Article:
A music lover, a reader, a puzzle-doer, someone who worked at living simply, and a woman who was faithful to prayer: this was how Sister Jane Irene Hutton was described after her death by Sister Rosemary Asaro, Holy Rosary Chapter Assistant, at Sister Jane Irene’s wake service.
Sister Jane Irene was born Irene Jane Hutton on October 31, 1926, in Chicago to William and Irene (Beck) Hutton. Bill, as he was called, was a Chicago native who worked as a certified public accountant, first for the Chicago World’s Fair and then for the largest bank in the city at the time, the Northern Trust Company.
“I remember how hard he worked and provided for the family. … He would work as a cashier during the day and audit the books after the bank closed,” Sister Jane Irene said in her life story. “He would get home very late each night but I can still see my mother sitting near the window looking for him to be coming up the street so she could have a hot meal ready when he walked in the door.”
Irene, for her part, was born and raised in St. Louis, Missouri, of French parents who had come to the United States before World War I. She worked as a nurse in a doctor’s office when she first came to Chicago, before she married Bill. “She was a gentle person and a wonderful cook,” Sister Jane Irene said of her mother. “All our meals were great family affairs.”
Read more about Sister Jane Irene (pdf)
Memorial gifts may be made to Adrian Dominican Sisters, 1257 East Siena Heights Drive, Adrian, Michigan, 49221.
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I came into this world on November 20, 1934. … It was my brother Don’s birthday the next day on the twenty-first of November. My dad told him he had an early birthday present. He was a bit disappointed as he was hoping to get a toy fire engine but instead received this crying baby sister.
So begins the autobiography of Sister Lorraine Pepin, which she subtitled I Have Called You by Name … You Are Mine and ended several pages later with these words from the Magnificat: “My soul magnifies the Lord for he who is mighty has done great things for me.”
Sister Lorraine was born in Escanaba, Michigan, to John Baptist and Edna (Dubord) Pepin. She was the youngest of twelve children – nine boys and three girls – born into the family. “Although it was Depression time my parents must have thought it was cheaper by the dozen,” she wrote.
She grew up surrounded by aunts, uncles and cousins, in what she called a “welcoming and open” home. Her parents were the greatest influences of her life, and it was through their example of strong faith and prayer that she found God at a very young age. Her mother’s commitment to morning prayer and the deep spirituality of her father, and the way they all prayed the rosary together as a family – especially during the war years, she wrote, for four of the boys were in the service – all made a lasting impression upon her.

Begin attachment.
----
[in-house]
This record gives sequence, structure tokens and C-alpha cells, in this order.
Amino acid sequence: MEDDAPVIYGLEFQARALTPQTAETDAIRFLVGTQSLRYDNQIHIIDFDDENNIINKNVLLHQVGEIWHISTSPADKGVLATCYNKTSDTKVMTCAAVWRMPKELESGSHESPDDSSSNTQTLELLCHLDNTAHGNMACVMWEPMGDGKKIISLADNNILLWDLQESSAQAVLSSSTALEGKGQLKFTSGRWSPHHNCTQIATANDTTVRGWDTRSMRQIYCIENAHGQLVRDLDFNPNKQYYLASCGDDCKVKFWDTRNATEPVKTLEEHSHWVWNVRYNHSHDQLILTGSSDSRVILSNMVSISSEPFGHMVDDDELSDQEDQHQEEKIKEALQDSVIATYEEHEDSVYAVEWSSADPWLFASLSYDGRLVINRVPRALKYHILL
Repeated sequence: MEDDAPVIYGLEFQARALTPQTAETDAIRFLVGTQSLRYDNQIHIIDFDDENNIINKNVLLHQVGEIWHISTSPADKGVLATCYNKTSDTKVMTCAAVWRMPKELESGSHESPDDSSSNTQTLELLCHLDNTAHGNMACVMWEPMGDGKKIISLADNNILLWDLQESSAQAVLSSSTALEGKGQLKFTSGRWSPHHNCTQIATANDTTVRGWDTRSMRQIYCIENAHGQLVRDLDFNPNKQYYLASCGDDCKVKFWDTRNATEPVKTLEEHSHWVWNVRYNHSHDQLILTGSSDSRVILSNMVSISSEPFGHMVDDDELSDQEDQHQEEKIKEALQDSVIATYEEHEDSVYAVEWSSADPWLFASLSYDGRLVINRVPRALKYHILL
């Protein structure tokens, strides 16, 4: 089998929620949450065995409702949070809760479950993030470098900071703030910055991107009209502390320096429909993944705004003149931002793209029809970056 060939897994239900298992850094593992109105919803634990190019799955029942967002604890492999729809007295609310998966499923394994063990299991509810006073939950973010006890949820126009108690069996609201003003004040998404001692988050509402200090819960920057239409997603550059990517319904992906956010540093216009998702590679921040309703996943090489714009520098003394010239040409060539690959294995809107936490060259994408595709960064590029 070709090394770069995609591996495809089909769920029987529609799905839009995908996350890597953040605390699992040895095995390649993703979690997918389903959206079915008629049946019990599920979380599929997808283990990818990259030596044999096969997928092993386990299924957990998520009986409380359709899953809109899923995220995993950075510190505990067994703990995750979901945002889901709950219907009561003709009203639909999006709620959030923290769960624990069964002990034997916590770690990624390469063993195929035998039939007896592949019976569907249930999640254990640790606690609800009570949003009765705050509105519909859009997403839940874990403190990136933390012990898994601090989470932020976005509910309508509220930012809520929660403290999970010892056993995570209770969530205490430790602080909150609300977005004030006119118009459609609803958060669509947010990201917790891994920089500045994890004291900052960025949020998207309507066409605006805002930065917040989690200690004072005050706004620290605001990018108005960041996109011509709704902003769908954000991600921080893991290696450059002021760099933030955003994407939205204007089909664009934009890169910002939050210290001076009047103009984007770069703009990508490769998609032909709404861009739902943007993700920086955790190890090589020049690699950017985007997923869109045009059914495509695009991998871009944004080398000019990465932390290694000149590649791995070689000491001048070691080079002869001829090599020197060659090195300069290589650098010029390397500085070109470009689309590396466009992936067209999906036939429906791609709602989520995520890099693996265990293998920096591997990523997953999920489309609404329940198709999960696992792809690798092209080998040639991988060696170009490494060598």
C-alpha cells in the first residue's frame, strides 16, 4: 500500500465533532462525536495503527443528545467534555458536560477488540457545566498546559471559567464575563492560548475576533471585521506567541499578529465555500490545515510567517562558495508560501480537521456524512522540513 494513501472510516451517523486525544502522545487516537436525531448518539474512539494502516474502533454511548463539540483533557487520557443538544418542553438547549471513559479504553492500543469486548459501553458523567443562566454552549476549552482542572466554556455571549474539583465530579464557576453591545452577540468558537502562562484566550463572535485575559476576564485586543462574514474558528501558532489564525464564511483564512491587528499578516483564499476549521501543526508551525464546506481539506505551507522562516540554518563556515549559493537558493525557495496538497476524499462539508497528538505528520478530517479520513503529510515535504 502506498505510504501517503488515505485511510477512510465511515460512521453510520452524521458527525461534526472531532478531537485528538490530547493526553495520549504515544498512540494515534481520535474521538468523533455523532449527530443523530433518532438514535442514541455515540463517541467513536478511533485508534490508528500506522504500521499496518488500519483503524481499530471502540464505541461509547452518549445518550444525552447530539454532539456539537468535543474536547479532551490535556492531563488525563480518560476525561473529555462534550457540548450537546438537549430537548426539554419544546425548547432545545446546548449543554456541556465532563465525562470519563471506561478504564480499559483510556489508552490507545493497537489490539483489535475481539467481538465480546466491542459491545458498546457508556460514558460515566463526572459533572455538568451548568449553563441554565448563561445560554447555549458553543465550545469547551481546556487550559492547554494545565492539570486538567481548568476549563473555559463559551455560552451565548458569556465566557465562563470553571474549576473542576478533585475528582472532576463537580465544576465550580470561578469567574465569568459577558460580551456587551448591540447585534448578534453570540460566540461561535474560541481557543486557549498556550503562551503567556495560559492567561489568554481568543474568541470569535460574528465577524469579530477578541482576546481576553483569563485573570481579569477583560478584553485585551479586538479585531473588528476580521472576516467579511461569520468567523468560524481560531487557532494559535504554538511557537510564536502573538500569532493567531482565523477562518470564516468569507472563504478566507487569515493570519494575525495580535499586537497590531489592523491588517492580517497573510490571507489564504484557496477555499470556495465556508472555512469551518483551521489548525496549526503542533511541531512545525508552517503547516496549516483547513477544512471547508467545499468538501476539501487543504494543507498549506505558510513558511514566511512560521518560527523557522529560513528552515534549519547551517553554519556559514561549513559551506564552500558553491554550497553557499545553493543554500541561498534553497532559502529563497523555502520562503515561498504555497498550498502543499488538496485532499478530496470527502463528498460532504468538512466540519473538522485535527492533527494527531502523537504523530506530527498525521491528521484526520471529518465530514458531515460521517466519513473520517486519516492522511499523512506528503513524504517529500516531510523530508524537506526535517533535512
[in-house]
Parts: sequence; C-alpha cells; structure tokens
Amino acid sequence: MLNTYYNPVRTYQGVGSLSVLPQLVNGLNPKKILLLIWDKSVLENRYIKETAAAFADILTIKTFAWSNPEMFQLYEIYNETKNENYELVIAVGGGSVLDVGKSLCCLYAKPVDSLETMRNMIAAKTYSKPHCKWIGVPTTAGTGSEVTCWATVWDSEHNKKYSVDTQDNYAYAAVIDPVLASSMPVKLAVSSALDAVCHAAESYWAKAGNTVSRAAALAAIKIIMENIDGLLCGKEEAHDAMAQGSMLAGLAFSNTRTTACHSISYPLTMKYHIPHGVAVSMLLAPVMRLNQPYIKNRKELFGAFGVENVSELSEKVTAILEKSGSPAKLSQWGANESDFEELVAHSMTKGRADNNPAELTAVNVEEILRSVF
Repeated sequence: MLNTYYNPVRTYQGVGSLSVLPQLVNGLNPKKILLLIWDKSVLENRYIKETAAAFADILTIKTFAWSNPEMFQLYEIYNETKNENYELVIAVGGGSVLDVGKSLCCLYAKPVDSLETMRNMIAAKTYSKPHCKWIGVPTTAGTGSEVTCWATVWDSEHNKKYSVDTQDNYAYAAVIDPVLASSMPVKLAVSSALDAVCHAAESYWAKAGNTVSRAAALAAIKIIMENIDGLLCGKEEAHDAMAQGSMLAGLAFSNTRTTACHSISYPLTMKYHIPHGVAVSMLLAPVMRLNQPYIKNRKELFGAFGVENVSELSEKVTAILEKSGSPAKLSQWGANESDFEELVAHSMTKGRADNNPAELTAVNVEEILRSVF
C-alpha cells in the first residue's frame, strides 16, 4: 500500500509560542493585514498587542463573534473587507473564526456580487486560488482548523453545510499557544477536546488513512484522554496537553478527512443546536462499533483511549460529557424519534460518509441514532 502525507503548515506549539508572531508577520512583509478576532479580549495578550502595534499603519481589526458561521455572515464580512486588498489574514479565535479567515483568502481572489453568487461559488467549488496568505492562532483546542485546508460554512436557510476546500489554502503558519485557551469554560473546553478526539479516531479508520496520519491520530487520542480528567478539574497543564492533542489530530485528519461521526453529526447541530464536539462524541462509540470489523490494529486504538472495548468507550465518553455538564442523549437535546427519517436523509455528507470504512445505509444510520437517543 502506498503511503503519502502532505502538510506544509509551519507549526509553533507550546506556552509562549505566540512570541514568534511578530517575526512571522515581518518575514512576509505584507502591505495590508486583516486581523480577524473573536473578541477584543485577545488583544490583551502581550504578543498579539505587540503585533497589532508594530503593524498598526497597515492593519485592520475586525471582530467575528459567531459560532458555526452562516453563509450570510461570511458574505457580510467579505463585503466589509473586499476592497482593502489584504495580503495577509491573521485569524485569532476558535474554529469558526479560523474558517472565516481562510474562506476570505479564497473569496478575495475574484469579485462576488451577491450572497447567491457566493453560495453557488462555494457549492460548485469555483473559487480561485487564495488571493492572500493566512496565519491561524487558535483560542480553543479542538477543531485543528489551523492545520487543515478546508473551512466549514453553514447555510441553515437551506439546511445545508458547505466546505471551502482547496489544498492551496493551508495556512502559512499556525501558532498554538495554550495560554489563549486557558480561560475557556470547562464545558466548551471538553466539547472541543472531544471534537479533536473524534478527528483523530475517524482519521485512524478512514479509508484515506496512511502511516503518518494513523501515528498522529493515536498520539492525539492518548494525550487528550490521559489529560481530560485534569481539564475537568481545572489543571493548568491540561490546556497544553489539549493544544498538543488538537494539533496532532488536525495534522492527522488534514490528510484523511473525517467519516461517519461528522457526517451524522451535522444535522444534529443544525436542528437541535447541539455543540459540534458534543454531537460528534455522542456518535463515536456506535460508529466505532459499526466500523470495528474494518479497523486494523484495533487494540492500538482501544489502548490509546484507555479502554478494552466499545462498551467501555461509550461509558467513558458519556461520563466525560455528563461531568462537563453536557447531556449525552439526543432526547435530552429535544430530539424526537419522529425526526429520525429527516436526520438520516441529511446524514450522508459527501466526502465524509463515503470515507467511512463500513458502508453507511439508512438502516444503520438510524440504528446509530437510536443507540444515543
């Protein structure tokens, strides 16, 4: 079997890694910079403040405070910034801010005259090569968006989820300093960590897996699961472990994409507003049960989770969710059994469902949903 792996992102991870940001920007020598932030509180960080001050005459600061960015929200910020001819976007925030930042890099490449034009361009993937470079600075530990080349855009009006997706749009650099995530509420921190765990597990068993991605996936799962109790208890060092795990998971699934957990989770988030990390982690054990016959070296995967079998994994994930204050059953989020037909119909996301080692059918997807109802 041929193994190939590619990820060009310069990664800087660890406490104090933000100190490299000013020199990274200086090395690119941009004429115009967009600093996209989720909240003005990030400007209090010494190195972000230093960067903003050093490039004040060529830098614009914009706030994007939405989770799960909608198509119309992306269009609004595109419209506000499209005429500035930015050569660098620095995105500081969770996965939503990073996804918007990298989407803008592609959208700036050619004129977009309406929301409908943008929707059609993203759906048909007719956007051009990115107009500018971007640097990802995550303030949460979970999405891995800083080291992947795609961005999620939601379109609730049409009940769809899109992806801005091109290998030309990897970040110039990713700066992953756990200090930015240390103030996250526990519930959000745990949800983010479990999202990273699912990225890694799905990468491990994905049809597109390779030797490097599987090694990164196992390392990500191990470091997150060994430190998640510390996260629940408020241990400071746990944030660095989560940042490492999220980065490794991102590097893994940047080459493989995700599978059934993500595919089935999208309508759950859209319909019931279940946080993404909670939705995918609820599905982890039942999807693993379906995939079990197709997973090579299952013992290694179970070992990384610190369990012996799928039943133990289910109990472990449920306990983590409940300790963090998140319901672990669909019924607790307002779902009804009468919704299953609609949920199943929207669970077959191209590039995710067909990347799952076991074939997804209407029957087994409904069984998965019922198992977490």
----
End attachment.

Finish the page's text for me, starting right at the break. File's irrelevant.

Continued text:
Read more about Sister Lorraine (pdf)
For two people who meet in the “big city” and fall in love to have both come from the same small town rather defies the odds. But that’s exactly what happened for Henry Kerich and Irene Dugas.
Henry and Irene were both born in Little Falls, Minnesota, population 5,774 at the time of the 1900 Census, when each would have been four years old. As adults, they met in Minneapolis, some one hundred miles to the southeast. Henry was a laundry worker at the Nicolett Hotel and Irene worked as a secretary.
Henry was the third oldest of twelve children born into a German immigrant family, and had to leave school after the fourth grade to help with family finances. Irene came from a French immigrant family that came first to Winnipeg, Canada, and then to Minnesota to work in the lumber camps. “This was Paul Bunyan country, and how I loved the stories my mother used to tell,” their youngest child and only daughter, the future Sister Irene Marie, wrote in her first St. Catherine letter.
The couple had been married for three years when Mary Louise was born on September 30, 1924. Two brothers followed over time: Douglas and then William. Bill was born when Mary Louise was ten, “old enough to help with the preparations,” she wrote, “and once I recovered from my major disappointment that he was not the sister I wanted so badly, I thoroughly enjoyed being his one and only baby-sitter. I am ashamed to admit all the fights I had with Doug as we were growing up, but never was there such a problem with Bill.”